The second app is Inspiration Software which has reduced the price of their Mac and PC software by 50% for a limited time. (Inspiration Maps for the iPad is just $9.99. Using it with a touch screen is great for students.) You've read about this software on our blogs about writing. It's a software program that allows students to work in diagram or outline form for brainstorming ideas, mapping out ideas about a s research topic, and organizing information for writing as well as verbal formulation. We can't say enough good things about this software for elementary to college students. So, if you were thinking about getting Inspiration, now's the time to buy it. In fact, we use Inspiration when we are "mapping out" our ideas for apps and research ideas.

Thanks to all of our supporters! We've passed the 2,000 mark on hits to our blog and we are so grateful!

Deena Seifert, MS, CCC-SLP
Deena Seifert, MS, CCC-SLP

Main Idea Versus Detail Trouble??

Beth Lawrence, MA, CCC-SLP
Beth Lawrence, MA, CCC-SLP

I hope everyone is having a wonderful start to 2013!  I'd like to share a couple of ideas for talking to students about Main Idea versus Details.  Have your students/children ever attempted to share a main idea by re-telling the entire story? As if every detail were just as essential as the detail before? Deena and I see this frequently with our students.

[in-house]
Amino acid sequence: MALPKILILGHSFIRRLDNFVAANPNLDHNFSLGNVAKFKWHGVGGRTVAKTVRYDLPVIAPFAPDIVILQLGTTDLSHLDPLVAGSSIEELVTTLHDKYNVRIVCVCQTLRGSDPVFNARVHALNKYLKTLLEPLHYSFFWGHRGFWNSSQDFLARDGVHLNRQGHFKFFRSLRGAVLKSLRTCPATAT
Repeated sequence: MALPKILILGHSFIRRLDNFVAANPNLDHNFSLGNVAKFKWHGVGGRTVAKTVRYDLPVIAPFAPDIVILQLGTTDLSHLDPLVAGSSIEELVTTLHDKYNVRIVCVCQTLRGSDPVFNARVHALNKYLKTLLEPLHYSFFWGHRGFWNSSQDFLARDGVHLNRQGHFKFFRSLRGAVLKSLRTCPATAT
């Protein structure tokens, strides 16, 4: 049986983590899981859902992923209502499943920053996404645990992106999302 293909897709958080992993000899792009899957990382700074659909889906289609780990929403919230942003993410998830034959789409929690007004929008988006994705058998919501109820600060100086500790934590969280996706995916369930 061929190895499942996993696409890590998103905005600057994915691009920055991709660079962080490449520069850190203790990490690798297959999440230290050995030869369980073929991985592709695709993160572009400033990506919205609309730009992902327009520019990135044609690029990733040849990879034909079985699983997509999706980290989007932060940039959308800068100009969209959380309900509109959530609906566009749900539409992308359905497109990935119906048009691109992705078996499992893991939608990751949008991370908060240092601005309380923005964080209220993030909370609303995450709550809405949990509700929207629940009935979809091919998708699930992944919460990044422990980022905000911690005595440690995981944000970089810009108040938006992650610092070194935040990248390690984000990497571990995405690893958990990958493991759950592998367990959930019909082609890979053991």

Two techniques come to mind that seemed to work for these particular students, so if they can help you to help one other child, that would be wonderful!  One is a third grade student who is a Math Whiz and is really smart. I kept talking to him using "language terms" and I finally realized I might get farther with him if I spoke "his language."  I had him read a story that had five sentences.  The story came from Visualizing-Verbalizing Stories Book 1 (If you are not familiar with Visualizing-Verbalizing, it is AMAZING--more information can be found at lindamood-bell.com.) I randomly assigned single digit numbers to each sentence and asked him to add the numbers up. Like this:

Math Example Main Idea

He wrote the numbers in a column, then added them up, quickly solved the problem, and provided me2+3 with the sum.  I compared the paragraph to a math problem, that it is our job as readers to "figure out" the answer/main idea--that we cannot simply repeat the sentences.  We wouldn't simply repeat the numbers to be added.  This really seemed to open his eyes to what we were trying to do.  We still had quite a bit of work to do, and lots of practice working on this skill, but finally I had stopped explaining, "Main Idea" using words he was not understanding.  We started talking about the "sum" of the story instead.